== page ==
Online poker bankroll buildingPosted on April 6, 2010 in Poker Advice
The most important factor that will determine your success or lack of it at the online poker tables, aside from your ability to actually play winning poker, will be your bankroll management skills.
If you cannot manage your bankroll properly, then no matter how good of a poker player you are, you are facing an up hill battle.
Most poker players will tell you that you will need to have a certain multiple of the stakes that you play at. So, for example, if you play $1/$2 limit Texas Hold’em, then you should buy in with at least 100 times the big blind, which is $200 (100 x $2) and you should have a bankroll of at least 20 times your buy in, which comes to $4,000.
Immediately, most players will intuitively feel that these numbers are wrong. A lot of players can cite many examples of having a much smaller starting amount and having had success at the $1/$2 tables.
And of course they are correct. You can get away with a much smaller starting bankroll and have success. But the risk of losing all of your capital is much bigger when you are underfunded, even if you never go broke.
Using the above quoted figures, a player would need $40 to play the $0.01/$0.02 stake games. And they would need to double that from playing those stakes in order to go up to the $0.02/$0.04 stake level.
It will obviously take a heck of a long time to double your bankroll from playing these stakes.
But there are a couple of important things that should be factored into the calculation too. If you did actually have $4,000 to invest in your poker career, where exactly would you put it?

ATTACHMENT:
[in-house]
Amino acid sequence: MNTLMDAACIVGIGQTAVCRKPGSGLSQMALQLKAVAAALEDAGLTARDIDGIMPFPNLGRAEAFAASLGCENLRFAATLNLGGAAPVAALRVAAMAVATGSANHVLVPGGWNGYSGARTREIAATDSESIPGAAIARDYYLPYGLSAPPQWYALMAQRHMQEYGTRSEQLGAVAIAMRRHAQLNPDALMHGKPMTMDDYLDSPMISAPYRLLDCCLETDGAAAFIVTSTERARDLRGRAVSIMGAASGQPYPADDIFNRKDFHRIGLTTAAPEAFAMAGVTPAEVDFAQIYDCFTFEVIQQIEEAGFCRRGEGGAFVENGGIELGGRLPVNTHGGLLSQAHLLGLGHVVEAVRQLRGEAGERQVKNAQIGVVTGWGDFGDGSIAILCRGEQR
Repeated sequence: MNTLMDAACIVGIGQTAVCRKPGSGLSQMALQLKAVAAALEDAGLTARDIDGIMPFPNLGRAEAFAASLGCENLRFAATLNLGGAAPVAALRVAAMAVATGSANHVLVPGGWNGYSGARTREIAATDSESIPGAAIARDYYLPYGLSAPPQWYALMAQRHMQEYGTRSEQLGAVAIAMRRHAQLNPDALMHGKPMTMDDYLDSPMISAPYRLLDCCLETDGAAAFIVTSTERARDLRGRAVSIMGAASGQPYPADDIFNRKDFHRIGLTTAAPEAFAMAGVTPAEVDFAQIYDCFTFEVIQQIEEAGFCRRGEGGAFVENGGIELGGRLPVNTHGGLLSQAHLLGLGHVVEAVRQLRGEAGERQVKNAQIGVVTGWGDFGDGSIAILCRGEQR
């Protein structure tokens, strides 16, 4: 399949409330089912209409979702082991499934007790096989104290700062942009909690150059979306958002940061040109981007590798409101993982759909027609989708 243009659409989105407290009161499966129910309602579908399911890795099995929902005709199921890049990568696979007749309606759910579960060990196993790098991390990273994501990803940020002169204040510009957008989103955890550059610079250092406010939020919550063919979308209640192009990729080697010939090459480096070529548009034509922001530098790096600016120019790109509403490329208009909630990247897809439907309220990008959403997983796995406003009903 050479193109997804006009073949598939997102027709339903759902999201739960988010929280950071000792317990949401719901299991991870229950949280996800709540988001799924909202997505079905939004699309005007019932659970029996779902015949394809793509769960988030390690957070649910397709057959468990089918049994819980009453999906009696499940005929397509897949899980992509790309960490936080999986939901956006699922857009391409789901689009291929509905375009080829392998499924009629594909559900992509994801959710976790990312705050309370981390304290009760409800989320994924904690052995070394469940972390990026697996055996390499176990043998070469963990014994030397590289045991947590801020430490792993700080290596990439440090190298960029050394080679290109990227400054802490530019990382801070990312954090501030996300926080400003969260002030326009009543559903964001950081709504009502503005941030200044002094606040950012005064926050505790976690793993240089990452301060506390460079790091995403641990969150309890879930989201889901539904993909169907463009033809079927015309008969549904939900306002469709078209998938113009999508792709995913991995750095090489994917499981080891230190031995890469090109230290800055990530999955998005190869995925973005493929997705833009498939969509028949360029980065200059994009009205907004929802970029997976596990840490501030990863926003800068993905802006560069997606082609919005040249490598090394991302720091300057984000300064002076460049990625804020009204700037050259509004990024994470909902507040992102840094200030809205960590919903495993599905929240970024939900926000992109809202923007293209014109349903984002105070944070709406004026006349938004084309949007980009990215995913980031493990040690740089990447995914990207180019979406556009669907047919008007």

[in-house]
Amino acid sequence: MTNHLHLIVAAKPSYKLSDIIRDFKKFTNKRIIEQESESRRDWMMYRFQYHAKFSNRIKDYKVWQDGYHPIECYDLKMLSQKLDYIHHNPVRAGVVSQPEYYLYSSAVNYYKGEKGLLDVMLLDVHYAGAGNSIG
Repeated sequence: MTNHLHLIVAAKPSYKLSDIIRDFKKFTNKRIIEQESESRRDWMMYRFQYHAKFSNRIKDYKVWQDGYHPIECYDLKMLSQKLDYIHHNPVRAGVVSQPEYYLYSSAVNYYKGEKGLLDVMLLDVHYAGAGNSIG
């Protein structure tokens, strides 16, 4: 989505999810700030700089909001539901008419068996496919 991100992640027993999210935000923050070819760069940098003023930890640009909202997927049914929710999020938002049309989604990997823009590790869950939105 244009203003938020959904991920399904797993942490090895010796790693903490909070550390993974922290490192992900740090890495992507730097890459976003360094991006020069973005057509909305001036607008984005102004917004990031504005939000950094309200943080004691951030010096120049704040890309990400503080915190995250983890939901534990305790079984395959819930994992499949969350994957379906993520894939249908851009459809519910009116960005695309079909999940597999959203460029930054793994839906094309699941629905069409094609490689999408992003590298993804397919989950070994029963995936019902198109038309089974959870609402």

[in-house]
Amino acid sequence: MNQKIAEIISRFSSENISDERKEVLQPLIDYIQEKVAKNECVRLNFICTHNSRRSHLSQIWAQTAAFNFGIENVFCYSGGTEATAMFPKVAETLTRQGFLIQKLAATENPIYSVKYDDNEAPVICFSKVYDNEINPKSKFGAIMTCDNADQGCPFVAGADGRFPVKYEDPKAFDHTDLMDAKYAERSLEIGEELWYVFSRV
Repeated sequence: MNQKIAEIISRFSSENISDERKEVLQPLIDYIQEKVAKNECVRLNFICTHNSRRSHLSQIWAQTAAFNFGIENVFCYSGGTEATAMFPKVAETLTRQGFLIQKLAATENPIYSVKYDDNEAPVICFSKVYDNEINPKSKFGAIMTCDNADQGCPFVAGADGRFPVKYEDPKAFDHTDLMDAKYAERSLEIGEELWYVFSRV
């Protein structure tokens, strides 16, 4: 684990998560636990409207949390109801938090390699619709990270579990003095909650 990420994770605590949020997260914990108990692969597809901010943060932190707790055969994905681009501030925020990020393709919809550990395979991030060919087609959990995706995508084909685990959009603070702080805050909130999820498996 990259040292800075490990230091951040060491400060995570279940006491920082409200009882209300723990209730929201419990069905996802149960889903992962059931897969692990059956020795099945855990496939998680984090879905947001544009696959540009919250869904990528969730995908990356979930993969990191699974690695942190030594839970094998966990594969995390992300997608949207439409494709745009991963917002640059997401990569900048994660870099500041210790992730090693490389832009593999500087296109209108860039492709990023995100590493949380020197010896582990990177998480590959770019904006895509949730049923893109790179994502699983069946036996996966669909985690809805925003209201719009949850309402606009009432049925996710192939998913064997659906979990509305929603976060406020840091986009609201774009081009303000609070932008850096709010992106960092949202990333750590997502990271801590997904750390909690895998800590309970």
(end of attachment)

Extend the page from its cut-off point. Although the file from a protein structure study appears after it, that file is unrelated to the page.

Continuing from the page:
Would you deposit all of that in one go into your chosen poker room? Even the bigger deposit bonuses that are available from online poker rooms don’t generally reach into the mid thousands. Most poker rooms only offer a deposit bonus amount in the region of $500 or $600. So depositing more money than that required to attract the maximum <a href=”http://www.fbnpoker.com”>poker bonus</a> could be considered to be a poor bankroll management strategy.
So you would deposit the maximum amount that will get you the maximum bonus, say $1,000 as a handy example. Where would you put the other three thousand of your bankroll? Leave it in your payment processor account, or your bank? Sure, why not?
So if it is not in your poker account, do you really need to have it? Having access to it is more important than actually having it and putting it on the table.
So you have access to it. Either it is in your bank account or you know that it will be soon. That is really good enough.
The other thing to consider that can influence how much you will really need as a bankroll is your style of play. If you sit into a game and blow your starting amount (100 x big blind) of say $200, then what do you do? Do you reload your stack at the table? Do you choose a different table and buy in there for the full $200? Or do you call it quits for the night and come back tomorrow?
If you believe that you can, and regularly do, walk away if you are having a losing night, then you really only need enough buyins to last you until your next source of funding comes available. Many players will fund their online game from their paycheck, so that may be weekly or monthly. If you will have to wait for a month before you can fund your account then having 20 buyins will be a very useful safety net should your luck run cold.
But if you get paid weekly, there really is no need to have more than seven or eight times your buyin in order to play like you are fully funded.
Of course if you are the type to rebuy again and again no matter how the cards are going against you, then you will need to reconsider the number of buyins you will need to play comfortably through a bad spell.
Things sure do move fast in the online poker worls at times. It can be like a fulltime job just keeping up with the changes that seem to happen all the time in the poker industry.
Poker rooms close down, new ones open up, new laws are passed, new restrictions are put in place, even paymnet processors close down from time to time.
You might be tempted to just keep you head down and play poker, but it can pay to keep up to date with the latest events. Not losing your bankroll because you knew that your poker room was in trouble would make the effort more than worthwhile.